Stage Zero River Reset Project now Complete
A river restoration project in Lincolnshire has now reached completion, with the aim being to absorb more than 117 tonnes of carbon, reduce flood risks downstream and help ease the pressures of drought in the region.
The collaboration between the Environment Agency, Ebsford Environmental, Breheny Civil Engineering and a local landowner saw the river channel infilled with soil to allow water to spill out and choose its own direction of flow, creating wetlands and smaller streams in the process.
The stage zero river reset also saw the use of fallen timber to help slow the flow of water leaving the site. The work has seen groundwater levels raised by 1.5 metres, creating a wetter environment and combating the historical drainage in place for land drainage and milling purposes.
The newly created wetlands work much like a sponge, with water encouraged to spill out across the floodplain during wet weather and releasing it back into the river during periods of low flow.
This will allow the wetlands to better support wildlife during periods of drought and reduce flooding risks further downstream, while trapping nutrients and fine sediment to help provide cleaner river water and further benefit fish and other animals.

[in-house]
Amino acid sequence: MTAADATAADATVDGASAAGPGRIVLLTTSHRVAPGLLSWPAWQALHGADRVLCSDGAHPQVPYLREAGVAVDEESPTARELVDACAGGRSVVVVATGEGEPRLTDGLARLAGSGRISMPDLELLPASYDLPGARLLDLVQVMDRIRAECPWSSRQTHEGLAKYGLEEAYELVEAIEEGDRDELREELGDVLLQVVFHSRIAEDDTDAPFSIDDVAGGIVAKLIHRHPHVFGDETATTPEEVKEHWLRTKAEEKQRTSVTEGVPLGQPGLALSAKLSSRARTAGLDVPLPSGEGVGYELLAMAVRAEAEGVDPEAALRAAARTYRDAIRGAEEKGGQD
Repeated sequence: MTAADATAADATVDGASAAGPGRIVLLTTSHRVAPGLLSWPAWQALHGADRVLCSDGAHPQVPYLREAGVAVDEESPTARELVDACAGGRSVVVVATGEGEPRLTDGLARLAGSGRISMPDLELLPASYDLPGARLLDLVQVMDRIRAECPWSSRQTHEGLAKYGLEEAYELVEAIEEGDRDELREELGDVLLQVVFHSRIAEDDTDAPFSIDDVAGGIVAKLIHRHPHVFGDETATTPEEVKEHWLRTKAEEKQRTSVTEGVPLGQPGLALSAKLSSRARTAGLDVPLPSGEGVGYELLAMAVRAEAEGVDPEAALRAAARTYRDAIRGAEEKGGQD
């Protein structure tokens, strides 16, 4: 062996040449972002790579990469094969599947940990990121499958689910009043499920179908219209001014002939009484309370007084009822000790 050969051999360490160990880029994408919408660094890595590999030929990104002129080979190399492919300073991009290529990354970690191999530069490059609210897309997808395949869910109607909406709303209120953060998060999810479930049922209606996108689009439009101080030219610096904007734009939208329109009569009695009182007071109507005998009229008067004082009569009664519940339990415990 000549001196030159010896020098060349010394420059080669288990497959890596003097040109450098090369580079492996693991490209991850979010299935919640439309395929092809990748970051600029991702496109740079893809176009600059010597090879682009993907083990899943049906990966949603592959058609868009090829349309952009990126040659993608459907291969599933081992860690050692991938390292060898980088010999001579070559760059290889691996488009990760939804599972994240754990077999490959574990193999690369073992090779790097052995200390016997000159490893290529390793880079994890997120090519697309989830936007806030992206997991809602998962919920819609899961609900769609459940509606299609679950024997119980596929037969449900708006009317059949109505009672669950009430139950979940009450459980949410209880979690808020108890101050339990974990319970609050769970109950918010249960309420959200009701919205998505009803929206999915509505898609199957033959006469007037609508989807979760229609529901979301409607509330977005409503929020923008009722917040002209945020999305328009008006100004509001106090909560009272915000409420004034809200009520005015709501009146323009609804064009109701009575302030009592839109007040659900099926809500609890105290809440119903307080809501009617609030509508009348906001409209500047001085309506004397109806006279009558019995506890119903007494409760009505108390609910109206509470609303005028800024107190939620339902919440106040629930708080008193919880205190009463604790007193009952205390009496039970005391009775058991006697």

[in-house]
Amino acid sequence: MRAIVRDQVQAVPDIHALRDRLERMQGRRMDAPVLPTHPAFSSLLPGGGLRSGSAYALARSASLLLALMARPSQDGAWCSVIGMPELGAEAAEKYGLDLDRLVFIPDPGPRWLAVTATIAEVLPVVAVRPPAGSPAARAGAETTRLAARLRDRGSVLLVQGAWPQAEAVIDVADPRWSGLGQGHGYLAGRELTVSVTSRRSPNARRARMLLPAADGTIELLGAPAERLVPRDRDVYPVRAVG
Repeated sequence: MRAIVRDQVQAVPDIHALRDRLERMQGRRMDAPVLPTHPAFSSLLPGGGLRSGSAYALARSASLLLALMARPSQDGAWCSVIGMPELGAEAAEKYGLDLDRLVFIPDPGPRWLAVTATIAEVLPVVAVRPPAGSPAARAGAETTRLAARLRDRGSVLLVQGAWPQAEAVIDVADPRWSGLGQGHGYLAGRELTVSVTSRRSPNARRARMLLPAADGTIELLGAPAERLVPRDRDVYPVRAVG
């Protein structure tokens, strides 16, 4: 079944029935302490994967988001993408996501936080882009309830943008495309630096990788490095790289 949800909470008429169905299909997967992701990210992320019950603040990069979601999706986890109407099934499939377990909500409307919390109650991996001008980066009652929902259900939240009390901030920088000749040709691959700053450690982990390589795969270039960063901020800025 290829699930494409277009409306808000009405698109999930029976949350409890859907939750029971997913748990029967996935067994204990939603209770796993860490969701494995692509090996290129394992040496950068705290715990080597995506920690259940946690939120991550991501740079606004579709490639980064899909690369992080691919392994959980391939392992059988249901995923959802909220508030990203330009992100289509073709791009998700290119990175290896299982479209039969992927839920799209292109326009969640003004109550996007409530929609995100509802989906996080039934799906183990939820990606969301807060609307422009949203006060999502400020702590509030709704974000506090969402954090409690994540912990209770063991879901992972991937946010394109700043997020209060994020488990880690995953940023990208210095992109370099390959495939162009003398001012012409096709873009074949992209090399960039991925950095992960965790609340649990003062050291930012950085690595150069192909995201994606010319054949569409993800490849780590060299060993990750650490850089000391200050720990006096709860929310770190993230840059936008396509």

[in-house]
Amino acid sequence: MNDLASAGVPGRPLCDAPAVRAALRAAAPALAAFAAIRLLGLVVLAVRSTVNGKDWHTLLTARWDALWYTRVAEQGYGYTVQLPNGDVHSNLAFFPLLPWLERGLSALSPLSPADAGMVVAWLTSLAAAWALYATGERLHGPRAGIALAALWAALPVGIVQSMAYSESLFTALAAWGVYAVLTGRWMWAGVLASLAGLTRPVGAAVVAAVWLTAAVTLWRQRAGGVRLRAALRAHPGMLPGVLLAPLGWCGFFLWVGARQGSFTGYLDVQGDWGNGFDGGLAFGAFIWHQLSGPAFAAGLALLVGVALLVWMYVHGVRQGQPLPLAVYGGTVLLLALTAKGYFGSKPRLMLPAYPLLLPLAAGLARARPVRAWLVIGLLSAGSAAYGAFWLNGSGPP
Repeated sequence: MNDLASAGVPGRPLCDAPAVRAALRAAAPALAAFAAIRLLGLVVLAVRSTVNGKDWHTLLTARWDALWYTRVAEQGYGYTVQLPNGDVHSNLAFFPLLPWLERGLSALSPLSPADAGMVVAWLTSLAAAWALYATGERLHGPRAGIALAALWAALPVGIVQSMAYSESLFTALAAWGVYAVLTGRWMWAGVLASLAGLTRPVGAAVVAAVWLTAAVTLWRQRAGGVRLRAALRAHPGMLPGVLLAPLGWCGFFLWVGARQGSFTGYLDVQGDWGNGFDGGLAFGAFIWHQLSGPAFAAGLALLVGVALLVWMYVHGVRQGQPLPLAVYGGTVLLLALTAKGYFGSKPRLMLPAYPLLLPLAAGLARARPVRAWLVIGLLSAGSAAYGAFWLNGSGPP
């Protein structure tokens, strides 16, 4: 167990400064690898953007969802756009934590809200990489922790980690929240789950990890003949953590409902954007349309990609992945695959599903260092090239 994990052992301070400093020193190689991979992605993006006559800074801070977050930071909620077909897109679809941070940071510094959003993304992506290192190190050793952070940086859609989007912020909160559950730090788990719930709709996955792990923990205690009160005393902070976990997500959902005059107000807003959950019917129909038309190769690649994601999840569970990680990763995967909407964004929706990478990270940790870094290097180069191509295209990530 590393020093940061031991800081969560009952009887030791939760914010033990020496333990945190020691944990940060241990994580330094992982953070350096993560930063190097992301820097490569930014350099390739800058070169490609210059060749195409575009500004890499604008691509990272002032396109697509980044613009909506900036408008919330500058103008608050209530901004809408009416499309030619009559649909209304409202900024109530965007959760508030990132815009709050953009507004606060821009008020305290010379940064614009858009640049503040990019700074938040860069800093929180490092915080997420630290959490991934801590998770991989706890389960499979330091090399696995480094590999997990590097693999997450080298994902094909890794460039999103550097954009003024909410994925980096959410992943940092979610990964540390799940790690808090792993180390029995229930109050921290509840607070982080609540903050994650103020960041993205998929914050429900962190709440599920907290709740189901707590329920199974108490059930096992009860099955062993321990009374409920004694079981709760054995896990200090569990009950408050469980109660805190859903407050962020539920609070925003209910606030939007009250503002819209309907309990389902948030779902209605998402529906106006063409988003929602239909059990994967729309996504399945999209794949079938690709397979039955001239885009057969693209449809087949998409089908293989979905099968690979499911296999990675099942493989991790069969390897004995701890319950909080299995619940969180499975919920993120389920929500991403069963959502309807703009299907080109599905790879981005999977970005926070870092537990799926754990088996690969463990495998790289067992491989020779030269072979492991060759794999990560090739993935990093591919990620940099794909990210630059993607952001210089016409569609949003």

This forms part of a series of projects being run by the Environment Agency around the country, working with nature to address both the biodiversity and climate crises together.
Wetland creation and other such nature-based approaches can help provide habitats to support ecological resilience and deliver societal resilience in the form of flood protection and improved water management, for example.
Geomorphologist Matt Parr and project manager Katie Murphy, both from the Agency, said: “We are delighted with the initial results regarding the wetter landscape and water table recharge benefits because of this project.
“These works link to other projects across the UK and the US where this technique was developed. The project also links to a wider catchment-based floodplain restoration approach led by East Mercia Rivers Trust and the Wild Trout Trust. They have been instrumental in supporting delivery of projects on the Upper Witham.
“It will be fascinating to watch the site, river and wetlands develop and evolve over time. This is especially true now that the river has the freedom to choose its own shape and form without human interference.”
The government is also looking to provide assistance further afield, protecting habitats and wildlife all over the world by pledging almost £30 million to support developing countries and help deliver the 30by30 target. This aims to protect at least 30 per cent of the land and ocean habitats around the world by the year 2030.
The funding announcement back in December represents a commitment to provide countries with the tools and resources they need to protect ecosystems and tackle the causes of habitat loss, incl/uding deforestation and unsustainable fishing and farming practices.
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